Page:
Hunt and Kill
U-505 and the U-boat War in the Atlantic
2004, Savas Beatie
Hardcover, 290 pages, 3 maps, 16 pages of plates
|Pros.||Highly detailed and extensive in scope. Well written|
Hunt and Kill: U-505 and the U-boat War in the Atlantic is a well-woven collection of essays on the boat, its operations, crew and final fate as an attraction in Chicago. Ted Savas, the editor and the man responsible for putting this together, has done an exceptional work on this volume. You might remember his previous title Silent Hunters which is a similar book in design but this one is even better.
This book gives a very in-depth coverage of this famous boat, explaining among other things that she was by no means a failed U-boat and had a very interesting history and had many special events, such as being called “the most badly damaged U-boat ever to return to port” by many. She was thus by no means a boat with a poor history only famous for being captured at sea.
A short foreword is by none other than Erich Topp of U-552 fame.
Eric C. Rust writes both an introduction and the “No target too far” chapter explaining the operations and concepts of type IX boats in the war.
Mark E. Wise and Jak P. Mallmann Showell take us through the intelligence that played a vital role in defeating the U-boats and its part in capturing the U-505.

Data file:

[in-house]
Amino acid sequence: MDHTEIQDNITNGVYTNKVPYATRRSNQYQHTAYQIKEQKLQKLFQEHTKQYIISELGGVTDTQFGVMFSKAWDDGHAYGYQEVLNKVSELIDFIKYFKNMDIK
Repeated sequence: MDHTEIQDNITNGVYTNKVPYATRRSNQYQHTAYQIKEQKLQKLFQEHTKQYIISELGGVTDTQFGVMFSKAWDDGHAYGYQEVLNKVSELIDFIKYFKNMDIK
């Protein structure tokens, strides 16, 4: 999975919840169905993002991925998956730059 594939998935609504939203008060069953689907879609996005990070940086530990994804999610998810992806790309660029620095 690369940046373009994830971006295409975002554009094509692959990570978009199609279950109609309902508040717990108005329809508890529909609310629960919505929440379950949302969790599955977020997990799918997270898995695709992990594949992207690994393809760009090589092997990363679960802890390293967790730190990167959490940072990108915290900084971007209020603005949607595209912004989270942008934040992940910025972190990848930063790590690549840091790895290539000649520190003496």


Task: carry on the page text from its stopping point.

Timothy Mulligan does a great job on “A Community Bound by Fate” where he writes about the crew of U-505, the serious morale problems under Zschech and the high turnover of officers and crew composition. This kind of material is too rarely seen in naval books.
Lawrence Paterson has two chapters “From the Lion’s Roar to Blunted Axe” covering the combat patrols of the boat and “Collision Course” where he writes about the events that led the American task group and U-505 together in this seemingly remote place. Both chapters are well written and cover the subject very well, and are vital to the book.
Jordan Vause’s “Desperate Decisions: The German Loss of U-505” has already appeared on this site courtesy of the publisher.
Keith Gill, the curator of U-505 at Chicago’s Museum of Science and Industry is unequally qualified to cover the reasons and logistics of how the ended up in Chicago making the chapter a fascinating read to say the least. She is one of the most interesting (and large) museum “pieces” in the world I have to say.
The book also contains technical data and the boats combat chronology plus a statement by Harald Lange, the officer in charge when U-505 was captured.
All in all this is probably the best single-volume book on the U-505 (and then some). It should give a very thorough history of the boat, and U-boats operations as such to anyone reading it. This book is thus much more than simply a story about one U-boat as in turn it covers so much side material affecting all boats.
Review written by Gudmundur Helgason.
Published on 1 Mar 2005.
This title is highly recommended.
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